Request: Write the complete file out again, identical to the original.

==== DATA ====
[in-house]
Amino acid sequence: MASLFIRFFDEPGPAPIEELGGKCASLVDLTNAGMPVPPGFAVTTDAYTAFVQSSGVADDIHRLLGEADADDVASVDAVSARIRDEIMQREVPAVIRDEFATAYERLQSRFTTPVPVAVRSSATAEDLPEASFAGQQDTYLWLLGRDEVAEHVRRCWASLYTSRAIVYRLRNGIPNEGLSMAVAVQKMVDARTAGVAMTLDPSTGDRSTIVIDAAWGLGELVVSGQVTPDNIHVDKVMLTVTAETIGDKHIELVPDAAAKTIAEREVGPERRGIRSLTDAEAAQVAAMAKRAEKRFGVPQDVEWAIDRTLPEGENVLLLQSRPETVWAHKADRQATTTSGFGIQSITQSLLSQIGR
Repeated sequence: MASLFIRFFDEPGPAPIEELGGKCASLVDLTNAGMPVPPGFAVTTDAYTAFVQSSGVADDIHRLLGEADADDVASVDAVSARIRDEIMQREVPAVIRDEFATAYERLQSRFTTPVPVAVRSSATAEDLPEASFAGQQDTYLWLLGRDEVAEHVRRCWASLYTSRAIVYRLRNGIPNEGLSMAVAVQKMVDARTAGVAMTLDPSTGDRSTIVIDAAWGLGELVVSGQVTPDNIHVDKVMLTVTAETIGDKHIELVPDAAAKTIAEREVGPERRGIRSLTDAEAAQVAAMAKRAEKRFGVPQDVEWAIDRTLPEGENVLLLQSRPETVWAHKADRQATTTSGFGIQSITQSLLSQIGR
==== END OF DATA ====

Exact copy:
[in-house]
Amino acid sequence: MASLFIRFFDEPGPAPIEELGGKCASLVDLTNAGMPVPPGFAVTTDAYTAFVQSSGVADDIHRLLGEADADDVASVDAVSARIRDEIMQREVPAVIRDEFATAYERLQSRFTTPVPVAVRSSATAEDLPEASFAGQQDTYLWLLGRDEVAEHVRRCWASLYTSRAIVYRLRNGIPNEGLSMAVAVQKMVDARTAGVAMTLDPSTGDRSTIVIDAAWGLGELVVSGQVTPDNIHVDKVMLTVTAETIGDKHIELVPDAAAKTIAEREVGPERRGIRSLTDAEAAQVAAMAKRAEKRFGVPQDVEWAIDRTLPEGENVLLLQSRPETVWAHKADRQATTTSGFGIQSITQSLLSQIGR
Repeated sequence: MASLFIRFFDEPGPAPIEELGGKCASLVDLTNAGMPVPPGFAVTTDAYTAFVQSSGVADDIHRLLGEADADDVASVDAVSARIRDEIMQREVPAVIRDEFATAYERLQSRFTTPVPVAVRSSATAEDLPEASFAGQQDTYLWLLGRDEVAEHVRRCWASLYTSRAIVYRLRNGIPNEGLSMAVAVQKMVDARTAGVAMTLDPSTGDRSTIVIDAAWGLGELVVSGQVTPDNIHVDKVMLTVTAETIGDKHIELVPDAAAKTIAEREVGPERRGIRSLTDAEAAQVAAMAKRAEKRFGVPQDVEWAIDRTLPEGENVLLLQSRPETVWAHKADRQATTTSGFGIQSITQSLLSQIGR